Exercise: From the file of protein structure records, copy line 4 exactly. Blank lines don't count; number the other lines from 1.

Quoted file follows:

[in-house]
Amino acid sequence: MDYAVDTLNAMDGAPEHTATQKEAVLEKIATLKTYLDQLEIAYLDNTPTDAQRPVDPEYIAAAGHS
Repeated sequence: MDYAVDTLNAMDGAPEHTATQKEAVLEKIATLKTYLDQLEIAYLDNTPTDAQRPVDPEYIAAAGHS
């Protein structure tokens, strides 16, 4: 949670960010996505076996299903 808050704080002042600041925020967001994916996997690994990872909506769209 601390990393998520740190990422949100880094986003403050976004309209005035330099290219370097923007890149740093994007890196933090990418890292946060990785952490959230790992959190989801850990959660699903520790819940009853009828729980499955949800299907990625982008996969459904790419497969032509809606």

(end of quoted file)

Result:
């Protein structure tokens, strides 16, 4: 949670960010996505076996299903 808050704080002042600041925020967001994916996997690994990872909506769209 601390990393998520740190990422949100880094986003403050976004309209005035330099290219370097923007890149740093994007890196933090990418890292946060990785952490959230790992959190989801850990959660699903520790819940009853009828729980499955949800299907990625982008996969459904790419497969032509809606």